If you have a friend, partner or spouse, child or close family member who is struggling with addiction, it is likely you want to help them as much as possible through supporting them during this challenging time. And while your support and presence is an integral part of a successful recovery, it’s important to remember that there is a rather fine line between helping your loved one and enabling behaviors connected to addiction.
What is an enabler?
According to an addiction counselor, “Enabling is an act in which one’s behavior, though generally well-intended, further contributes to [a loved one’s] addiction to alcohol or drugs.”
It makes complete sense that you would want to help your loved one suffering from addiction by providing them with things to make themselves more comfortable, that is, a space to live, food and perhaps even money. While you intend for these actions to communicate to friend or family member that you are there for them during this time, the odds are that they may be taken advantage of instead.
A crucial part of addiction recovery is learning that one’s actions have consequences and these consequences need to be addressed in the proper way. If you, for example, provide your loved one with a place to live after they’ve been evicted because they can’t pay rent as a result of frivolously spending money, you’re not letting them face the consequences of their actions. In other words, you are enabling behaviors rooted in addiction.
Signs of enabling
Because so many people accidentally enable their loved ones, it’s good to know what these signs are — that way, you can be sure that your actions are actually helping your loved one recover, not making it easier for them to satisfy an addiction.
You prioritize keeping them comfortable over holding them accountable
This one manifests in a variety of different ways. One example may be opening up your home to your loved one, providing them with a safe place to stay, but not setting any boundaries, ground rules or expectations. Especially if your loved one has no responsibilities in the household or doesn’t help pay any of the bills, you’re not doing anything to hold them accountable for their life choices. Additionally, you’re likely to quickly come to a place of actually resenting your loved one for doing little to contribute to the household.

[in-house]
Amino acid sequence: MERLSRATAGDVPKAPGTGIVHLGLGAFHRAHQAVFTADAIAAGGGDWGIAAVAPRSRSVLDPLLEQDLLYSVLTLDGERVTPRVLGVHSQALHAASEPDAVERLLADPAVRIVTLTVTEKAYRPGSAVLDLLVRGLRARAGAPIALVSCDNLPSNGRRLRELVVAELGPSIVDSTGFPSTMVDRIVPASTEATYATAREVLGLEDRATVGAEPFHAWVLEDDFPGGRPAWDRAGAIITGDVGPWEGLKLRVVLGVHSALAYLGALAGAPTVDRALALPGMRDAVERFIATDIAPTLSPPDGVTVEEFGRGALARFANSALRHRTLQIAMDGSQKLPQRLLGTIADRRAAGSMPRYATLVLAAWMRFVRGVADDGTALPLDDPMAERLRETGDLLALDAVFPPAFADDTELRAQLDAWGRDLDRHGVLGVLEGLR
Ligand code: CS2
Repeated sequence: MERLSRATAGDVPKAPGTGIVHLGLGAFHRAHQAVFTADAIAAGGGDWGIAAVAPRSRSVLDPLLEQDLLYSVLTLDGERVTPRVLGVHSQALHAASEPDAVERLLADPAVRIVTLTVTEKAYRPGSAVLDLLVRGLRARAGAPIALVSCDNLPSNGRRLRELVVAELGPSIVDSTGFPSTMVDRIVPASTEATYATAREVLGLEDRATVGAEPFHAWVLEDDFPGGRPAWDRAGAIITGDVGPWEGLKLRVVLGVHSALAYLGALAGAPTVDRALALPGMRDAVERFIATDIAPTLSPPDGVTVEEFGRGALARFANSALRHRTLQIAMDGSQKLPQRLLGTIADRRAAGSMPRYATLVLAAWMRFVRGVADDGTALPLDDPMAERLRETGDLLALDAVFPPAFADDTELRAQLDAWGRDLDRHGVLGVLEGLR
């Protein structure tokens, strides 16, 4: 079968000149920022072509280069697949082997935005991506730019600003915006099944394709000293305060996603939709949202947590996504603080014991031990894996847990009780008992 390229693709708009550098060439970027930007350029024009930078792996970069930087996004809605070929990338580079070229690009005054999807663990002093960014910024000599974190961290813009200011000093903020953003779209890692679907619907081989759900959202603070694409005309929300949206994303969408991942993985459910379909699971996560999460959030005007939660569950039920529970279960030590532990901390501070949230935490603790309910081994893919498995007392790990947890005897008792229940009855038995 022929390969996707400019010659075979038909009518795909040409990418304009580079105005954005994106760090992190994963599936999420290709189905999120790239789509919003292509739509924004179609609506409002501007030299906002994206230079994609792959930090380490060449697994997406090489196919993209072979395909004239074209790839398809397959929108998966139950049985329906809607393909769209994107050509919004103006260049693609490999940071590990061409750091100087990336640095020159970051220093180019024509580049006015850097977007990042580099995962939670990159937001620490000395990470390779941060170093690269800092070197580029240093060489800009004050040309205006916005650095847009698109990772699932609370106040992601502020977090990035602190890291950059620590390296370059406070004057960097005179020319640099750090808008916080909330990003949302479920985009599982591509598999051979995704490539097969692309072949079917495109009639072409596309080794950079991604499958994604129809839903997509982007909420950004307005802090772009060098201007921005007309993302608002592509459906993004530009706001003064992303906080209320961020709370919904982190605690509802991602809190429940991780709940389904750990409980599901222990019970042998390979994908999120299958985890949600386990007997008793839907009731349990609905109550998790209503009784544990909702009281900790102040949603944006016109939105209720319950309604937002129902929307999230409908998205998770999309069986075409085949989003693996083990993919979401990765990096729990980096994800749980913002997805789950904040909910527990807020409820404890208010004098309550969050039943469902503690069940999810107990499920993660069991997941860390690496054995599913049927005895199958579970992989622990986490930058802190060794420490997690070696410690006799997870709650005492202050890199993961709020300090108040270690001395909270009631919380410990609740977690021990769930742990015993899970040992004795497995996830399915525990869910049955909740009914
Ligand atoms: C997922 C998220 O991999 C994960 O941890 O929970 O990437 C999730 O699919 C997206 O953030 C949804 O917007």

You’re willing to compromise to keep the peace
Addiction is a heavy topic, and certain behaviors motivated by addiction can be harmful to both the one struggling and those close to them. However, if you are hurt by your loved one actions and never speak up, you start to compromise your peace of mind in order to avoid confrontation.
Everyone, all the time, in every aspect of life needs to learn that their actions have consequences, including your loved one. By speaking up when things are not going well or when you’ve been hurt, you can show your friend or family member that their well being is more important to you than maintaining an illusion of peace in the relationship.
You stop meeting your own needs
Anyone who sacrifices for another person in need is admirable, but how are you supposed to pour from an empty cup — meaning, you’re not going to be able to meet the needs of anyone else if you don’t first meet the needs of yourself.
Even though it may not seem like it, neglecting your needs — whether you’re skipping your gym time, showing up to work late or altering any part of your routine — is one of the most common signs of enabling. You’re failing to set boundaries, allowing the person to encroach on territory that is not theirs. Again, this can quickly build resentment on your part, and teach your loved one that they can take advantage of the kindness being shown them.
You take on their responsibilities
While offering to do certain tasks for someone when they’re really struggling can be very helpful and a beautiful way of caring for someone, it’s important that this does not become a habit that allows them to get out of all responsibilities.
For example, if you notice your loved one really needs to get their oil changed in their car, but hasn’t had the time between meetings with their therapist and looking for a new job, you can help relieve some of their stress by taking their car in for them. But, if they come to you repeatedly, asking you to take on responsibilities that simply are not yours to take on, it’s crucial to set a boundary and simply tell them no. It’s okay if you don’t have the time or the means, because, at the end of the day, they need to learn to accept that responsibility.
How can I prevent enabling?
Knowing the signs of enabling is the first step in preventing it from happening; once you recognize that you’re slipping into some of these behaviors, you’ll quickly be able to pull yourself out. Additionally, you can take care of yourself by meeting with a therapist who can help you come up with healthy ways of supporting your loved one and show you the best ways to set boundaries in this situation.
To get in touch with a therapist today, Contact us online or by calling 724-268-4858 anytime to learn more.